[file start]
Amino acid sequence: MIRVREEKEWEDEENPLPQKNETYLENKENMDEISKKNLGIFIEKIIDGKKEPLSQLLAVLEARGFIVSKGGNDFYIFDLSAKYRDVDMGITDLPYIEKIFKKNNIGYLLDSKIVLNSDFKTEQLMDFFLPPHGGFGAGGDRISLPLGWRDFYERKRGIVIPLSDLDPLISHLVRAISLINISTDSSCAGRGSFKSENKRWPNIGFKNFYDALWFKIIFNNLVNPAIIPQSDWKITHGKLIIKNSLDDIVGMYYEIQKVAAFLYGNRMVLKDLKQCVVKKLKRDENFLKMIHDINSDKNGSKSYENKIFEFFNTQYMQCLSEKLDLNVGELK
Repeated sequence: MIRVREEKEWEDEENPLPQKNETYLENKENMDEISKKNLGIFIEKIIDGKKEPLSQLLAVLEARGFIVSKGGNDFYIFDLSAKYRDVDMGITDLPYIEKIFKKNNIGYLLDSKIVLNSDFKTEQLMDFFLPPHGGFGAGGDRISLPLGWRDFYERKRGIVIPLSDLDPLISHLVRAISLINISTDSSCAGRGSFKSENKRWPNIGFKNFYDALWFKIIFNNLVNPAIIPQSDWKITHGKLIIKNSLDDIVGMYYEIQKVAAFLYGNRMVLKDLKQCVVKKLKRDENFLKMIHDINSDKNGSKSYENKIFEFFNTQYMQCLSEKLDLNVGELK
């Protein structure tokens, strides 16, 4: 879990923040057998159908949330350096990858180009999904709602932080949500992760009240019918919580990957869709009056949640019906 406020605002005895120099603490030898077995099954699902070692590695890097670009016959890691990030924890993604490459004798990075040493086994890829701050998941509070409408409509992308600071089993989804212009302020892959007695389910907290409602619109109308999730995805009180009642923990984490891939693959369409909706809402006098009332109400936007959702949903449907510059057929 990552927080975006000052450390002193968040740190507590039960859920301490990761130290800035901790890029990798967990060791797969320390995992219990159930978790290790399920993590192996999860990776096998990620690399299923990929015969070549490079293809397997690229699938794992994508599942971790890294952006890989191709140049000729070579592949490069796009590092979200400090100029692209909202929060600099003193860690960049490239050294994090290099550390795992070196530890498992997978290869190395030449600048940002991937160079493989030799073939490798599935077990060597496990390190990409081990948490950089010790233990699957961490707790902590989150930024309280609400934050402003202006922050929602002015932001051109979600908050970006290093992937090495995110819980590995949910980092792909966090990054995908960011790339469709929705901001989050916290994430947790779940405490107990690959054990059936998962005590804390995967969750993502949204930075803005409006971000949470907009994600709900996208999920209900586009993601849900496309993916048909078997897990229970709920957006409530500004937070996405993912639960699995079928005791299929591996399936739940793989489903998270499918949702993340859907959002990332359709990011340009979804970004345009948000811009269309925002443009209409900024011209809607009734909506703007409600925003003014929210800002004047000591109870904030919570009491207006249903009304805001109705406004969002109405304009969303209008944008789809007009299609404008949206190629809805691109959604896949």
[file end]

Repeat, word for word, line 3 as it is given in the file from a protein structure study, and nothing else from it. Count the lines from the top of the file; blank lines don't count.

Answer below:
């Protein structure tokens, strides 16, 4: 879990923040057998159908949330350096990858180009999904709602932080949500992760009240019918919580990957869709009056949640019906 406020605002005895120099603490030898077995099954699902070692590695890097670009016959890691990030924890993604490459004798990075040493086994890829701050998941509070409408409509992308600071089993989804212009302020892959007695389910907290409602619109109308999730995805009180009642923990984490891939693959369409909706809402006098009332109400936007959702949903449907510059057929 990552927080975006000052450390002193968040740190507590039960859920301490990761130290800035901790890029990798967990060791797969320390995992219990159930978790290790399920993590192996999860990776096998990620690399299923990929015969070549490079293809397997690229699938794992994508599942971790890294952006890989191709140049000729070579592949490069796009590092979200400090100029692209909202929060600099003193860690960049490239050294994090290099550390795992070196530890498992997978290869190395030449600048940002991937160079493989030799073939490798599935077990060597496990390190990409081990948490950089010790233990699957961490707790902590989150930024309280609400934050402003202006922050929602002015932001051109979600908050970006290093992937090495995110819980590995949910980092792909966090990054995908960011790339469709929705901001989050916290994430947790779940405490107990690959054990059936998962005590804390995967969750993502949204930075803005409006971000949470907009994600709900996208999920209900586009993601849900496309993916048909078997897990229970709920957006409530500004937070996405993912639960699995079928005791299929591996399936739940793989489903998270499918949702993340859907959002990332359709990011340009979804970004345009948000811009269309925002443009209409900024011209809607009734909506703007409600925003003014929210800002004047000591109870904030919570009491207006249903009304805001109705406004969002109405304009969303209008944008789809007009299609404008949206190629809805691109959604896949």